Six Thanksgiving Turkey Preparations
Thanksgiving may look a little different this year. Why not embrace the opportunity to experiment with new flavors and cooking methods for the feast’s star performer – the turkey.
Below are six different Thanksgiving turkey preparations inspiring ways a whole turkey or, for smaller gatherings, a turkey breast or two, can be prepared.
1. Air Fry It
Air fryers are the gadget of the year, achieving that perfect crispiness with ease. Since many of us will be hosting smaller Thanksgiving feasts this year, cooking an entire turkey might be unnecessary. Using an air fryer, you can have a succulent, perfectly seasoned, and beautifully browned turkey breast on the table in an hour or less.
The Daily Meal has a 55-minute prep and cook recipe that might be worth a try.
2. Deep Fry It
If you want to fry your turkey but plan on cooking a whole bird, deep frying is the answer. To truly do it justice, you will want to invest in a backyard propane turkey fryer. Some recipes call for brines, like this one from Alton Brown, while others, like this All Recipes keep it basic.
The turkey will need to be completely thawed and the oil must be heated to and maintained at 350 degrees while cooking. It will take 3 ½ minutes per pound. To check if done, carefully lift the cooking basket from the fryer and insert a meat thermometer into the thigh. An internal temperature of 180 degrees indicates your Thanksgiving fryer is perfectly cooked!
3. Brine It
Turkey is notorious for drying out while cooking. If you want a super juicy bird, brining is a simply delicious way to add extra moisture.
Brining involves submerging the bird in a salt solution that can be infused with herbs, fruit, and other flavors. This process seasons while enhancing flavor and tenderness. The key is soaking the turkey in the liquid for 12 to 24 hours prior to roasting. It can then be smoked, deep fried, or oven roasted.
The Pioneer Woman has a tried-and-true brine recipe that includes apple cider and orange peel. For those with a sweeter side, give this maple brown sugar brine recipe a go.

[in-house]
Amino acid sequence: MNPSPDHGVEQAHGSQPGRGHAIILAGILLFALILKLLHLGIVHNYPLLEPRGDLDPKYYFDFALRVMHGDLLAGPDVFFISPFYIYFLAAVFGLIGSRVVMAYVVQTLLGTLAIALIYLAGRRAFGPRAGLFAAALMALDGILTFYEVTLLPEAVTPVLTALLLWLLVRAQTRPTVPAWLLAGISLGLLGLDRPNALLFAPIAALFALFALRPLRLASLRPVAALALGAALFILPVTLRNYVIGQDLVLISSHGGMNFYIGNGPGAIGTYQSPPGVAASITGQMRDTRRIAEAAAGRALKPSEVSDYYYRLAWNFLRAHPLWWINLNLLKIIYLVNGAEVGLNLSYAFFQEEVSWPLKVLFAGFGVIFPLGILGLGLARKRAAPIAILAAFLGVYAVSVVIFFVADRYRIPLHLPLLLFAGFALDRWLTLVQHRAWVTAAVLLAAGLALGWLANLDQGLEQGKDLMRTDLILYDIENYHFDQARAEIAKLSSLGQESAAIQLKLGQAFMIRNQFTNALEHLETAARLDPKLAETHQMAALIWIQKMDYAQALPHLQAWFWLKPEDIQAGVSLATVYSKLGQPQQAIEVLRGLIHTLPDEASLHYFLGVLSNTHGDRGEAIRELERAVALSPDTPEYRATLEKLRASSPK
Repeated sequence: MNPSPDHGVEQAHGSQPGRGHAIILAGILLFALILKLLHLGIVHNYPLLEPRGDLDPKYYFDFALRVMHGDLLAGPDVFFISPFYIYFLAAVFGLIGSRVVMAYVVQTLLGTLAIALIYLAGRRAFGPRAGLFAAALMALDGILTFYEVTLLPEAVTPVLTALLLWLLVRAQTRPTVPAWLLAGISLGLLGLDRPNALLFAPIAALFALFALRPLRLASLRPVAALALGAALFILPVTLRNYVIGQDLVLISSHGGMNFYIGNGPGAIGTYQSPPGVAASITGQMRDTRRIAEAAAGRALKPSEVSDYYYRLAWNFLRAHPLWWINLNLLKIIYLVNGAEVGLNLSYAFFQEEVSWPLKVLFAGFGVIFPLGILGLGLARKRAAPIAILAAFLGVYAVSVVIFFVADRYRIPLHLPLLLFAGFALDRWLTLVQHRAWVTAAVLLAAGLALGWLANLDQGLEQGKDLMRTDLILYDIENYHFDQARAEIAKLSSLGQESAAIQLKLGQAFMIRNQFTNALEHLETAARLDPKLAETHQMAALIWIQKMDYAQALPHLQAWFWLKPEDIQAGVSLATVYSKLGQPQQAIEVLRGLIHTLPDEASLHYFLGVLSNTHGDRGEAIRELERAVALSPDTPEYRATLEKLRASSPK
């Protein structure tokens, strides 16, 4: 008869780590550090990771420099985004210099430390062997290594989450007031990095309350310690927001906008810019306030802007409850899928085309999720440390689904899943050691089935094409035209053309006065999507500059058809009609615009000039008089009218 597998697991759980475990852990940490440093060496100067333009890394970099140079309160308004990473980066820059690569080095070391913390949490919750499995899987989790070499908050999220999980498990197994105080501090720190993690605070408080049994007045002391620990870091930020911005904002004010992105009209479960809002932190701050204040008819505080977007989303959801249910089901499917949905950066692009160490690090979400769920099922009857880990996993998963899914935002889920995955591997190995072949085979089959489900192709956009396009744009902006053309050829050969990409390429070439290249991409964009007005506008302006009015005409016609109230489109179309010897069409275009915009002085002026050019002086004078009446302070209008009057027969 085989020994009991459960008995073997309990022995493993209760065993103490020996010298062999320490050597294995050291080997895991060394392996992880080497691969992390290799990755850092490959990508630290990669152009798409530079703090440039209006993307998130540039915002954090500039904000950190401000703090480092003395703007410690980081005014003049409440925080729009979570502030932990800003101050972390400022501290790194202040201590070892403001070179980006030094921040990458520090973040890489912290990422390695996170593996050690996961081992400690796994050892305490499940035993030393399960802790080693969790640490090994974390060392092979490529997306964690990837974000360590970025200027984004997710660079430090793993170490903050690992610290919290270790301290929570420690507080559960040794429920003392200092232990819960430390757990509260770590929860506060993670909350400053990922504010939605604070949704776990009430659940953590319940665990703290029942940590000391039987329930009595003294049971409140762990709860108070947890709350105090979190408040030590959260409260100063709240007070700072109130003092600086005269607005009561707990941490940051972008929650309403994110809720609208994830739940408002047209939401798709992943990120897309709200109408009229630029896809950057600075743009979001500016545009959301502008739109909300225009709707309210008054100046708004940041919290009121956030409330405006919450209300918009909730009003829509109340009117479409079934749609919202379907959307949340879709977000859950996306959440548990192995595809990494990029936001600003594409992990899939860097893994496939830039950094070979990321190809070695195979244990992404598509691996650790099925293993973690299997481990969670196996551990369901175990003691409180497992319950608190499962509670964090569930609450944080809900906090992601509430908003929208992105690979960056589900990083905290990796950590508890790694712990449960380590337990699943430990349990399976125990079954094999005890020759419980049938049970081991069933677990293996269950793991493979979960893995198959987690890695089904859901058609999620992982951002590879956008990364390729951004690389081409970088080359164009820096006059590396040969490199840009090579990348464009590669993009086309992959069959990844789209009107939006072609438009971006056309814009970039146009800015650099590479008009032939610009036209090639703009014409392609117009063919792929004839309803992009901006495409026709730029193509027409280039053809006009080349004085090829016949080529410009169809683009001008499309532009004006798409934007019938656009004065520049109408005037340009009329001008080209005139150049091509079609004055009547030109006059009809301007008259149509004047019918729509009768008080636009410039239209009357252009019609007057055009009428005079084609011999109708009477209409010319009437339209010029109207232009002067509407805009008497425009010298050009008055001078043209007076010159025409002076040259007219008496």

4. Slow Cook It
Obviously, an entire turkey won’t fit in a slow cooker but once again, if you are dialing back your Thanksgiving turkey preparations and have less mouths to feed, break out your slow cooker and get ready for a super easy and tender turkey breast on your table.
Slow cooking will take a bit of time, but this set it and forget it process, allowing you to focus on other things. Using slow, low heat maintains moisture and seals in flavor. Slow cooking isn’t for those desiring a crispy, golden skin but the succulent, savory results might just convert you.
This Daily Meal recipe uses a four to six-pound turkey breast includes Madeira wine and honey.
5. Smoke It
Smoking a turkey takes time but the results are worth the wait! Basic preparation is required, including proper defrosting and cleaning. Brine or apply a dry or wet rub if desired or allow wood chips used in the smoking process itself to infuse the turkey with a delicious flavor. Hickory and mesquite will add a solid smokiness while apple, cherry, or other fruit woods will impart a more subtle flavor. Soak the wood chips in water, wine, or fruit juice for additional flavor.
The key is low and slow. Smoking takes approximately 8 to 10 hours, depending upon the size of the bird. You can use any type of grill – gas, charcoal, or pellet – or a smoker if you have one. The bird should be placed over indirect heat ranging from 225 to 250 degrees. At 225, it will take half an hour per pound and at 250 degrees, it will take 25 minutes.
Baste your bird every one to two hours with the juices in the pan. An internal temperature of 180 degrees indicates the turkey is done cooking.
Hey Grill Hey offers detailed smoking instructions.
6. Oven Roast It
For those who love the traditional oven roast turkey (whole bird or breast), there is always the classic herbed turkey, seasoned with thyme and sage. As mentioned above, using a brine solution prior to cooking adds flavor and moisture.
The Daily Meal has a number of innovative ways to season and sauce-up your bird. These include a bay leaf and honey glaze that does away with basting, a rich coffee-rubbed turkey served with rum and pepper pan gravy, and a tart pomegranate-thyme glaze.
For a bird with cultural flare, use flavors from other nations. This Cuban-inspired recipe embraces plantains, sweet potatoes, and bitter orange. Or, go Moroccan-inspired and season with za’atar, a spice blend with cumin, garlic, cinnamon, and turmeric.
Turkey is the pièce de resistance for most traditional Thanksgiving meals. Step out of your seasonal comfort zone. Get creative with your Thanksgiving turkey preparations and try an international flavor, a new cooking method, or a fruity glaze.